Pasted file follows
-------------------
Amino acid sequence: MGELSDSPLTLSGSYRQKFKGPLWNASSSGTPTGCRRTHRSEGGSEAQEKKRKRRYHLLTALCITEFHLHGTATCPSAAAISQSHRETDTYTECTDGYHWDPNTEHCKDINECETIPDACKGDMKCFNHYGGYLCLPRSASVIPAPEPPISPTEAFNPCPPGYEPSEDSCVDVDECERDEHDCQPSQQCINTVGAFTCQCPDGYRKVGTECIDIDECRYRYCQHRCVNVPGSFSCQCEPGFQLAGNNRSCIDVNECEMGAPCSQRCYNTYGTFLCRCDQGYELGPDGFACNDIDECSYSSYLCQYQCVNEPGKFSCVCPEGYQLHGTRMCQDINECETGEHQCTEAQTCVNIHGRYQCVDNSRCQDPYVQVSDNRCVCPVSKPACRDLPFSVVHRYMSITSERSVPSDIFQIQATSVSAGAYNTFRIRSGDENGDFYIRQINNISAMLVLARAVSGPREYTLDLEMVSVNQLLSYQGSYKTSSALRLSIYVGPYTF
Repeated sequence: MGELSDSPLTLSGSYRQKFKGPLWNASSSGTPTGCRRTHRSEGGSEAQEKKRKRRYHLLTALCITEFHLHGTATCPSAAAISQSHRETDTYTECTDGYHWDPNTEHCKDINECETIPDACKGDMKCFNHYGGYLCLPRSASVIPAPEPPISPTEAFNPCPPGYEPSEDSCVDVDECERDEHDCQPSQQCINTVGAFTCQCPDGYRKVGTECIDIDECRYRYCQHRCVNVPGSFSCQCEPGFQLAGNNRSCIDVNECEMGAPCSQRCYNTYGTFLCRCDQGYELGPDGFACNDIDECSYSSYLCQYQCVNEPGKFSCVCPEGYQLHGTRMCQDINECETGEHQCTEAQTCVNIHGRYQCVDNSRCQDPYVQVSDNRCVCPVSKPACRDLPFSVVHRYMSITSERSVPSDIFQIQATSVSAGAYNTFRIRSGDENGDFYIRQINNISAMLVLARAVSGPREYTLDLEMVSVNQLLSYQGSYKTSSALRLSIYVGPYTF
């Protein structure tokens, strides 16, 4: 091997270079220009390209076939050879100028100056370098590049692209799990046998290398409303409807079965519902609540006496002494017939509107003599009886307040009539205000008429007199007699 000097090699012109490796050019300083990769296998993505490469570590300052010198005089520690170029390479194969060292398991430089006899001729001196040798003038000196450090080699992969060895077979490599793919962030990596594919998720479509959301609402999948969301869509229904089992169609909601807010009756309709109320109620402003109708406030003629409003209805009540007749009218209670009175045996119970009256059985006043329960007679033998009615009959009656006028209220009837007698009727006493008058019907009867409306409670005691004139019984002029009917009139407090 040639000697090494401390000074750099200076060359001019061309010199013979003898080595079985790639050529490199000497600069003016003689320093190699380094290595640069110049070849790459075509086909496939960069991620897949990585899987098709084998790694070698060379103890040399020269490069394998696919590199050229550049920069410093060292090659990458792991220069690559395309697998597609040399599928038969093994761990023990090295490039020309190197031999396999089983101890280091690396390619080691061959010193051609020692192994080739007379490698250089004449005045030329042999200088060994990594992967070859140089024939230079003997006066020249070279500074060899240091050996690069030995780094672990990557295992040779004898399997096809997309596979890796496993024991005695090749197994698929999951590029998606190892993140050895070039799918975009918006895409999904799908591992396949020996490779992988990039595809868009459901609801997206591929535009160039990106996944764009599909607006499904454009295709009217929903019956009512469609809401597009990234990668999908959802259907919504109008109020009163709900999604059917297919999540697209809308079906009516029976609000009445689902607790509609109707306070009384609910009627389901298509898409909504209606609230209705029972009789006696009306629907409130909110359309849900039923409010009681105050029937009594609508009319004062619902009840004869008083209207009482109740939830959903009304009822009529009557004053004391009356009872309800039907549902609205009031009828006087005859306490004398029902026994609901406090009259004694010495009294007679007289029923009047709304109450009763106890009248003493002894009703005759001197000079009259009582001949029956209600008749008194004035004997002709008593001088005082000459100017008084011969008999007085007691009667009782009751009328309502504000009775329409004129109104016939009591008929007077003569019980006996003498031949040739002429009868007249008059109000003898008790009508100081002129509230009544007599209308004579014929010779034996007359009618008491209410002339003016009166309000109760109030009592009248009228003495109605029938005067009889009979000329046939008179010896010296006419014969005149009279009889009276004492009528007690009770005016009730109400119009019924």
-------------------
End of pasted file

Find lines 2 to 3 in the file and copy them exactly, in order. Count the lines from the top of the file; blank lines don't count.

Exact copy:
Repeated sequence: MGELSDSPLTLSGSYRQKFKGPLWNASSSGTPTGCRRTHRSEGGSEAQEKKRKRRYHLLTALCITEFHLHGTATCPSAAAISQSHRETDTYTECTDGYHWDPNTEHCKDINECETIPDACKGDMKCFNHYGGYLCLPRSASVIPAPEPPISPTEAFNPCPPGYEPSEDSCVDVDECERDEHDCQPSQQCINTVGAFTCQCPDGYRKVGTECIDIDECRYRYCQHRCVNVPGSFSCQCEPGFQLAGNNRSCIDVNECEMGAPCSQRCYNTYGTFLCRCDQGYELGPDGFACNDIDECSYSSYLCQYQCVNEPGKFSCVCPEGYQLHGTRMCQDINECETGEHQCTEAQTCVNIHGRYQCVDNSRCQDPYVQVSDNRCVCPVSKPACRDLPFSVVHRYMSITSERSVPSDIFQIQATSVSAGAYNTFRIRSGDENGDFYIRQINNISAMLVLARAVSGPREYTLDLEMVSVNQLLSYQGSYKTSSALRLSIYVGPYTF
């Protein structure tokens, strides 16, 4: 091997270079220009390209076939050879100028100056370098590049692209799990046998290398409303409807079965519902609540006496002494017939509107003599009886307040009539205000008429007199007699 000097090699012109490796050019300083990769296998993505490469570590300052010198005089520690170029390479194969060292398991430089006899001729001196040798003038000196450090080699992969060895077979490599793919962030990596594919998720479509959301609402999948969301869509229904089992169609909601807010009756309709109320109620402003109708406030003629409003209805009540007749009218209670009175045996119970009256059985006043329960007679033998009615009959009656006028209220009837007698009727006493008058019907009867409306409670005691004139019984002029009917009139407090 040639000697090494401390000074750099200076060359001019061309010199013979003898080595079985790639050529490199000497600069003016003689320093190699380094290595640069110049070849790459075509086909496939960069991620897949990585899987098709084998790694070698060379103890040399020269490069394998696919590199050229550049920069410093060292090659990458792991220069690559395309697998597609040399599928038969093994761990023990090295490039020309190197031999396999089983101890280091690396390619080691061959010193051609020692192994080739007379490698250089004449005045030329042999200088060994990594992967070859140089024939230079003997006066020249070279500074060899240091050996690069030995780094672990990557295992040779004898399997096809997309596979890796496993024991005695090749197994698929999951590029998606190892993140050895070039799918975009918006895409999904799908591992396949020996490779992988990039595809868009459901609801997206591929535009160039990106996944764009599909607006499904454009295709009217929903019956009512469609809401597009990234990668999908959802259907919504109008109020009163709900999604059917297919999540697209809308079906009516029976609000009445689902607790509609109707306070009384609910009627389901298509898409909504209606609230209705029972009789006696009306629907409130909110359309849900039923409010009681105050029937009594609508009319004062619902009840004869008083209207009482109740939830959903009304009822009529009557004053004391009356009872309800039907549902609205009031009828006087005859306490004398029902026994609901406090009259004694010495009294007679007289029923009047709304109450009763106890009248003493002894009703005759001197000079009259009582001949029956209600008749008194004035004997002709008593001088005082000459100017008084011969008999007085007691009667009782009751009328309502504000009775329409004129109104016939009591008929007077003569019980006996003498031949040739002429009868007249008059109000003898008790009508100081002129509230009544007599209308004579014929010779034996007359009618008491209410002339003016009166309000109760109030009592009248009228003495109605029938005067009889009979000329046939008179010896010296006419014969005149009279009889009276004492009528007690009770005016009730109400119009019924």